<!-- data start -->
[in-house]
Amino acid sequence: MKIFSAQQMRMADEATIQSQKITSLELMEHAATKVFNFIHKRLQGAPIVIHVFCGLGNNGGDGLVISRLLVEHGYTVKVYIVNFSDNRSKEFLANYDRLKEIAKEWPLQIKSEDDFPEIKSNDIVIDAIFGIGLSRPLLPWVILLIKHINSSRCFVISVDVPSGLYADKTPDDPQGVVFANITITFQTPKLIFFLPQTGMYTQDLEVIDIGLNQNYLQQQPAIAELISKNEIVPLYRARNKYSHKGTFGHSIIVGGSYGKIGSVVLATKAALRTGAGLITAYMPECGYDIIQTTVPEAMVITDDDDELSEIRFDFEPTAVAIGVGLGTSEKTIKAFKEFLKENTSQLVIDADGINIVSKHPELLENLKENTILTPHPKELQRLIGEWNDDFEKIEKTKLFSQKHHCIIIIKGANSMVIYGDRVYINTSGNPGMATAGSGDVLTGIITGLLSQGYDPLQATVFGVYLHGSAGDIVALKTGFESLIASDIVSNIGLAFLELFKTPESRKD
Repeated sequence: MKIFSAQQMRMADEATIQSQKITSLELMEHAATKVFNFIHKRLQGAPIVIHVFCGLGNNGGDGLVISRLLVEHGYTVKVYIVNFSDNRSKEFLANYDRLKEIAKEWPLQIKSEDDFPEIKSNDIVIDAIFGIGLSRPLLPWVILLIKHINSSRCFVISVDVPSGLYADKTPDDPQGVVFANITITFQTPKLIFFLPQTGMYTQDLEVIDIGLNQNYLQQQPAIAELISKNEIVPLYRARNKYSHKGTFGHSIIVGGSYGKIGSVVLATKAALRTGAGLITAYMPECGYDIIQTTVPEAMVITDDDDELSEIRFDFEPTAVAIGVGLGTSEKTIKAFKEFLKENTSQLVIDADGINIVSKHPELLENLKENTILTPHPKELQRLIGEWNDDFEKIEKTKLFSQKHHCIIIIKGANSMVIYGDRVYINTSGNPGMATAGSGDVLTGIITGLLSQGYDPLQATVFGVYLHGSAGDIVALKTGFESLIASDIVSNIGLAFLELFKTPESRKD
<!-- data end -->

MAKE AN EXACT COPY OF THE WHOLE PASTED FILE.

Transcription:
[in-house]
Amino acid sequence: MKIFSAQQMRMADEATIQSQKITSLELMEHAATKVFNFIHKRLQGAPIVIHVFCGLGNNGGDGLVISRLLVEHGYTVKVYIVNFSDNRSKEFLANYDRLKEIAKEWPLQIKSEDDFPEIKSNDIVIDAIFGIGLSRPLLPWVILLIKHINSSRCFVISVDVPSGLYADKTPDDPQGVVFANITITFQTPKLIFFLPQTGMYTQDLEVIDIGLNQNYLQQQPAIAELISKNEIVPLYRARNKYSHKGTFGHSIIVGGSYGKIGSVVLATKAALRTGAGLITAYMPECGYDIIQTTVPEAMVITDDDDELSEIRFDFEPTAVAIGVGLGTSEKTIKAFKEFLKENTSQLVIDADGINIVSKHPELLENLKENTILTPHPKELQRLIGEWNDDFEKIEKTKLFSQKHHCIIIIKGANSMVIYGDRVYINTSGNPGMATAGSGDVLTGIITGLLSQGYDPLQATVFGVYLHGSAGDIVALKTGFESLIASDIVSNIGLAFLELFKTPESRKD
Repeated sequence: MKIFSAQQMRMADEATIQSQKITSLELMEHAATKVFNFIHKRLQGAPIVIHVFCGLGNNGGDGLVISRLLVEHGYTVKVYIVNFSDNRSKEFLANYDRLKEIAKEWPLQIKSEDDFPEIKSNDIVIDAIFGIGLSRPLLPWVILLIKHINSSRCFVISVDVPSGLYADKTPDDPQGVVFANITITFQTPKLIFFLPQTGMYTQDLEVIDIGLNQNYLQQQPAIAELISKNEIVPLYRARNKYSHKGTFGHSIIVGGSYGKIGSVVLATKAALRTGAGLITAYMPECGYDIIQTTVPEAMVITDDDDELSEIRFDFEPTAVAIGVGLGTSEKTIKAFKEFLKENTSQLVIDADGINIVSKHPELLENLKENTILTPHPKELQRLIGEWNDDFEKIEKTKLFSQKHHCIIIIKGANSMVIYGDRVYINTSGNPGMATAGSGDVLTGIITGLLSQGYDPLQATVFGVYLHGSAGDIVALKTGFESLIASDIVSNIGLAFLELFKTPESRKD